This blog offers a meditation on the Common Lectionary daily readings along with a headline from world news:
Job 2 Complete Jewish Bible (CJB)
2 Another day came when the sons of God came to serve Adonai, and among them came the Adversary to serve Adonai. 2 Adonai asked the Adversary, “Where are you coming from?” The Adversary answered Adonai, “From roaming through the earth, wandering here and there.” 3 Adonai asked the Adversary, “Did you notice my servant Iyov, that there’s no one like him on earth, a blameless and upright man who fears God and shuns evil, and that he still holds on to his integrity, even though you provoked me against him to destroy him for no reason?” 4 The Adversary answered Adonai, “Skin for skin! A person will give up everything he has to save his life. 5 But if you reach out your hand and touch his flesh and bone, without doubt he’ll curse you to your face!” 6 Adonaisaid to the Adversary, “Here! He is in your hands, except that you are to spare his life.”
7 Then the Adversary went out from the presence of Adonai and struck Iyov down with horrible infected sores from the sole of his foot to the crown of his head. 8 He took a piece of a broken pot to scratch himself and sat down in the pile of ashes. 9 His wife asked him, “Why do you still hold on to your integrity? Curse God, and die!” 10 But he answered her, “You’re talking like a low-class woman! Are we to receive the good at God’s hands but reject the bad?” In all this Iyov did not say one sinful word.
11 Now when Iyov’s three friends heard of all the calamities that had overwhelmed him, they all came. Each came from his own home — Elifaz from Teiman, Bildad from Shuach and Tzofar from Na‘amah. They had agreed to meet together in order to come and offer him sympathy and comfort. 12 When they saw him from a distance, they couldn’t even recognize him. They wept aloud, tore their coats and threw dust over their heads toward heaven. 13 Then they sat down with him on the ground. For seven days and seven nights, no one spoke a word to him; because they saw how much he was suffering. 14 (3:1) At length, Iyov broke the silence and cursed the day of his birth.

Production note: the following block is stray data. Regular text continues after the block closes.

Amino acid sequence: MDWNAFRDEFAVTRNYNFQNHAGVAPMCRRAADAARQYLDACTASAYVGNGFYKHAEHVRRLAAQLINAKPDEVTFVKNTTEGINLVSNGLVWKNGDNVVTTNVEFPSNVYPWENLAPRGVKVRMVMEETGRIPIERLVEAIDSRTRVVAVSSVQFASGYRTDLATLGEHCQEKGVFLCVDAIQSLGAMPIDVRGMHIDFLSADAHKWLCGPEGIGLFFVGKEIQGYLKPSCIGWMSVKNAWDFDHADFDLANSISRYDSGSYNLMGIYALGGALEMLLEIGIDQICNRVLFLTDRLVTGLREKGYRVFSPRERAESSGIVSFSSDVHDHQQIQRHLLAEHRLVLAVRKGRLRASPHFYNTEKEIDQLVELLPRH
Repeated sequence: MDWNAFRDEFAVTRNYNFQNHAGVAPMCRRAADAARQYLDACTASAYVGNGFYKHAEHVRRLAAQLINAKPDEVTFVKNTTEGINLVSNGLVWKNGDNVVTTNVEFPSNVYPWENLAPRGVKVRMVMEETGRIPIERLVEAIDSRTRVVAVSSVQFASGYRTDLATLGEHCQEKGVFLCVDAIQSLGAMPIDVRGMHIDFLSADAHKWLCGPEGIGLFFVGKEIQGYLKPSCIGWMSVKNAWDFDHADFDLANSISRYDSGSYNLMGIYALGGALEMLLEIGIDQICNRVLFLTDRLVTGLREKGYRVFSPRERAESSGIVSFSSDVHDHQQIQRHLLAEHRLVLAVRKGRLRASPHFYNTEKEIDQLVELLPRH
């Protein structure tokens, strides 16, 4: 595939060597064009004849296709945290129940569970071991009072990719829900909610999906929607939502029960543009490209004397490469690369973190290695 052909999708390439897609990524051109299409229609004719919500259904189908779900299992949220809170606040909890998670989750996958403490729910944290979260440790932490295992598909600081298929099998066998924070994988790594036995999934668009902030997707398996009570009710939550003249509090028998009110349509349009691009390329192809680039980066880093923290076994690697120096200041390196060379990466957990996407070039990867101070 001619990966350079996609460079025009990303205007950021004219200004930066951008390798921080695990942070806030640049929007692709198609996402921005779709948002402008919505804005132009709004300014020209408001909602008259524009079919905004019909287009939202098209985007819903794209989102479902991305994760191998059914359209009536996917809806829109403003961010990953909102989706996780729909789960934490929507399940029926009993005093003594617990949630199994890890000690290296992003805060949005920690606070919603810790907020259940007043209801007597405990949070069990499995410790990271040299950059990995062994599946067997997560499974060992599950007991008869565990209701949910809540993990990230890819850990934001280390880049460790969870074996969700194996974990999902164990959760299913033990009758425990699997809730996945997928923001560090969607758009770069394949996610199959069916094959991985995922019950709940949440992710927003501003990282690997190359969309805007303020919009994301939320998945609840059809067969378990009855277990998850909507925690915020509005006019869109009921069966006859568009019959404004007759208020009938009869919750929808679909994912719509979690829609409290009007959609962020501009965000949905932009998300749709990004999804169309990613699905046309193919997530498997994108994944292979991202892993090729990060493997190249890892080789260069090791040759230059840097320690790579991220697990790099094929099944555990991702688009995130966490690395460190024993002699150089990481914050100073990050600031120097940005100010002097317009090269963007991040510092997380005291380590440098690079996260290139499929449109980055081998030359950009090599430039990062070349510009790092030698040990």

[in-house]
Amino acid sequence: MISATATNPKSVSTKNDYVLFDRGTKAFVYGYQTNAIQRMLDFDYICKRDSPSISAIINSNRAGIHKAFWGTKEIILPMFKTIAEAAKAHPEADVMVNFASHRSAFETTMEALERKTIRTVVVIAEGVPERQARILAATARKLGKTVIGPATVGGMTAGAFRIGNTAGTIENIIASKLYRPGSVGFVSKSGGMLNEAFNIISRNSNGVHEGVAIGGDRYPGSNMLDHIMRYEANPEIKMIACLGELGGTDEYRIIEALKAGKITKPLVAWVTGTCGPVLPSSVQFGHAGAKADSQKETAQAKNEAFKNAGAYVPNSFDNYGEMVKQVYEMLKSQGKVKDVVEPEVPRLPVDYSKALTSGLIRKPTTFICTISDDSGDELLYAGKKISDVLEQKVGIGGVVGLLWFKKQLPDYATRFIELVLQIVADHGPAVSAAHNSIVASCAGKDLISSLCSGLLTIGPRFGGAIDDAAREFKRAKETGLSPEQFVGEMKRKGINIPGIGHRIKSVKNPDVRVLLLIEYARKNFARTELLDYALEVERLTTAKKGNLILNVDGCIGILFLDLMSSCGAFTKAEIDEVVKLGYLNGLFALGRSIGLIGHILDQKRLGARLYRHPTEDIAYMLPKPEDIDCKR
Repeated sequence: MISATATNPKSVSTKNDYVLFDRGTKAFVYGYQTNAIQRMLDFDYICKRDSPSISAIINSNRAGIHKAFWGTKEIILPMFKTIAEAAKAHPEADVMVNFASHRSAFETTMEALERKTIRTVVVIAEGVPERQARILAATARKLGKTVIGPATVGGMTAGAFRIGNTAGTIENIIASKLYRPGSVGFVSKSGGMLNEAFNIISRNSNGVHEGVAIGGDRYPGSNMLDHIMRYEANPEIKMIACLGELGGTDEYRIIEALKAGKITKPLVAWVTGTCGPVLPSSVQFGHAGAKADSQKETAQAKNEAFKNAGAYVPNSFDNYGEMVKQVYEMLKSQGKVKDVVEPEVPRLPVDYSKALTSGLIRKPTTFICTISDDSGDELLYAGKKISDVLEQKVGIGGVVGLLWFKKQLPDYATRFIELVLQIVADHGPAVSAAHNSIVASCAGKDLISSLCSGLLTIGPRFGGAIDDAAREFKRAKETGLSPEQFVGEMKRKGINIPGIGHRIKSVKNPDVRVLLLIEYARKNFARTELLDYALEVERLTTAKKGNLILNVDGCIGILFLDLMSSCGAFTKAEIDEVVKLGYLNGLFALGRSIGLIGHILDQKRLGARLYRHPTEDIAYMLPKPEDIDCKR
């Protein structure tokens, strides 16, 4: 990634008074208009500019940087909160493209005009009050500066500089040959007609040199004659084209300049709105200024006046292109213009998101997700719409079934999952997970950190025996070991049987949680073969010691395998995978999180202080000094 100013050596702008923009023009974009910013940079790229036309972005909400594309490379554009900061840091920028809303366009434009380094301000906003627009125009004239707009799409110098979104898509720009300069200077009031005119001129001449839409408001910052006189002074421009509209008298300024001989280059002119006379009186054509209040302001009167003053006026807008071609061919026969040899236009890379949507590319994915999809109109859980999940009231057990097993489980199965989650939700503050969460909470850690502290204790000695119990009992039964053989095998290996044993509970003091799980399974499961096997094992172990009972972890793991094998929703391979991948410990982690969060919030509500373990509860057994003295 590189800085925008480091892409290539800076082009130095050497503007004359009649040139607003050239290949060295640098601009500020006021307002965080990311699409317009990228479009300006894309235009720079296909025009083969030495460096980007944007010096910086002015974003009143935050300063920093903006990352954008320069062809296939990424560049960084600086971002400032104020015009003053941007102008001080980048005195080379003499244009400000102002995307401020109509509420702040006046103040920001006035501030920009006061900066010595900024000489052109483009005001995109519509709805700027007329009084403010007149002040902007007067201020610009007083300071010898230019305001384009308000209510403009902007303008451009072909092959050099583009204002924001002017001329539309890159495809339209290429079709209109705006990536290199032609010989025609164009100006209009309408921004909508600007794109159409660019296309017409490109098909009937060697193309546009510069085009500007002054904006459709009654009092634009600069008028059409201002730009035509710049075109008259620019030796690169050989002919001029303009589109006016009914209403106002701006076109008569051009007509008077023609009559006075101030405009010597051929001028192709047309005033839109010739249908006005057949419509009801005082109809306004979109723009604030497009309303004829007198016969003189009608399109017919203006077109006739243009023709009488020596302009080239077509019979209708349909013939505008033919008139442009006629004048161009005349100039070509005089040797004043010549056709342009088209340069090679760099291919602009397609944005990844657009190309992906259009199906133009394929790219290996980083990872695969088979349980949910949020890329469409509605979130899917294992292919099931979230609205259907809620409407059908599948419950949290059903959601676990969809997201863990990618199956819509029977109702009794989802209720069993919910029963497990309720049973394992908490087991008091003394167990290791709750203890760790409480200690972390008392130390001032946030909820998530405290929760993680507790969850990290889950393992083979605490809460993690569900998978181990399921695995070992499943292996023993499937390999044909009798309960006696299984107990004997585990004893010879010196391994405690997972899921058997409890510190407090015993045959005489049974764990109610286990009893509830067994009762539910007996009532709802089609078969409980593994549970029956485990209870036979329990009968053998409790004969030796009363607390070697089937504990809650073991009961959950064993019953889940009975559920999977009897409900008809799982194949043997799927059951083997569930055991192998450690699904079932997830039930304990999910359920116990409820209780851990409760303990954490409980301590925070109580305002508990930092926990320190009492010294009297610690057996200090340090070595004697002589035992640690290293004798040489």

The cunning narrator makes it clear that the Lord is reponsible for Iyov’s suffering; the Adversary decides nothing. That’s important because it’s what all believers in one creator God ought to admit but don’t: God is responsible for the suffering of his creatures. This second section of the prologue to the drama of Iyov presents us with a God who cares less for the welfare of his human servant than for his own reputation with the Adversary and the heavenly court.
Of course Iyov knows nothing of that; he only knows he suffers. The proologue is a kind of trap which gives the reader a “God” who doesn’t deserve to be worshipped, a childish tryrant playing with his human soldiers. The kind of God, in fact, that much pious religion offers to its adherents.
As Iyov’s comforters take the stage the drama proper begins with Job’s curse on the day he was born. In this sort of universe it’s best never to have existed. The reader is drawn into this great argument:
IS GOD RESPONSIBLE FOR THE SUFFERING OF JIM FOLEY AND IF SO CAN ANYONE BUT A BLOOD- CRAZED JIHADI WORSHIP HIM?
That’s the argument of Iyov.